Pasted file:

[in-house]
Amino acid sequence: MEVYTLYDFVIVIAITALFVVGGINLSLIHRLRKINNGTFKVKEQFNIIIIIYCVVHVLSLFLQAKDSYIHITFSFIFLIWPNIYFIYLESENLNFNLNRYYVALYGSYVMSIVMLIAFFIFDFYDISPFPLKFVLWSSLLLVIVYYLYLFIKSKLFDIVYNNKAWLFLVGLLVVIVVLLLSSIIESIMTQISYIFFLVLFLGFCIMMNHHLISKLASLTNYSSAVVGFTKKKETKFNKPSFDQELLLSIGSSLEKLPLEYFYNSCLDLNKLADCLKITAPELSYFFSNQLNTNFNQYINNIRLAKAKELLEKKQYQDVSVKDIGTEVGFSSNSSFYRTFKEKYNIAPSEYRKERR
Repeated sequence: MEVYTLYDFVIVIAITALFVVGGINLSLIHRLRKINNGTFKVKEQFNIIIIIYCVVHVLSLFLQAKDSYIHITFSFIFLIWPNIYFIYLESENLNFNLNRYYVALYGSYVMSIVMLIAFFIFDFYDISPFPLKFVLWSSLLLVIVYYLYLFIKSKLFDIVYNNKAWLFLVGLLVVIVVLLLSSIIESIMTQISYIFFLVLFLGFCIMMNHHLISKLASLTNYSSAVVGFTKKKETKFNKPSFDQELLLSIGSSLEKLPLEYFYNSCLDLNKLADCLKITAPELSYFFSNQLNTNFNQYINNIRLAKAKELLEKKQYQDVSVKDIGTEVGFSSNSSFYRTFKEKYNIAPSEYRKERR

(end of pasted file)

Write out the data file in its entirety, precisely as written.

[in-house]
Amino acid sequence: MEVYTLYDFVIVIAITALFVVGGINLSLIHRLRKINNGTFKVKEQFNIIIIIYCVVHVLSLFLQAKDSYIHITFSFIFLIWPNIYFIYLESENLNFNLNRYYVALYGSYVMSIVMLIAFFIFDFYDISPFPLKFVLWSSLLLVIVYYLYLFIKSKLFDIVYNNKAWLFLVGLLVVIVVLLLSSIIESIMTQISYIFFLVLFLGFCIMMNHHLISKLASLTNYSSAVVGFTKKKETKFNKPSFDQELLLSIGSSLEKLPLEYFYNSCLDLNKLADCLKITAPELSYFFSNQLNTNFNQYINNIRLAKAKELLEKKQYQDVSVKDIGTEVGFSSNSSFYRTFKEKYNIAPSEYRKERR
Repeated sequence: MEVYTLYDFVIVIAITALFVVGGINLSLIHRLRKINNGTFKVKEQFNIIIIIYCVVHVLSLFLQAKDSYIHITFSFIFLIWPNIYFIYLESENLNFNLNRYYVALYGSYVMSIVMLIAFFIFDFYDISPFPLKFVLWSSLLLVIVYYLYLFIKSKLFDIVYNNKAWLFLVGLLVVIVVLLLSSIIESIMTQISYIFFLVLFLGFCIMMNHHLISKLASLTNYSSAVVGFTKKKETKFNKPSFDQELLLSIGSSLEKLPLEYFYNSCLDLNKLADCLKITAPELSYFFSNQLNTNFNQYINNIRLAKAKELLEKKQYQDVSVKDIGTEVGFSSNSSFYRTFKEKYNIAPSEYRKERR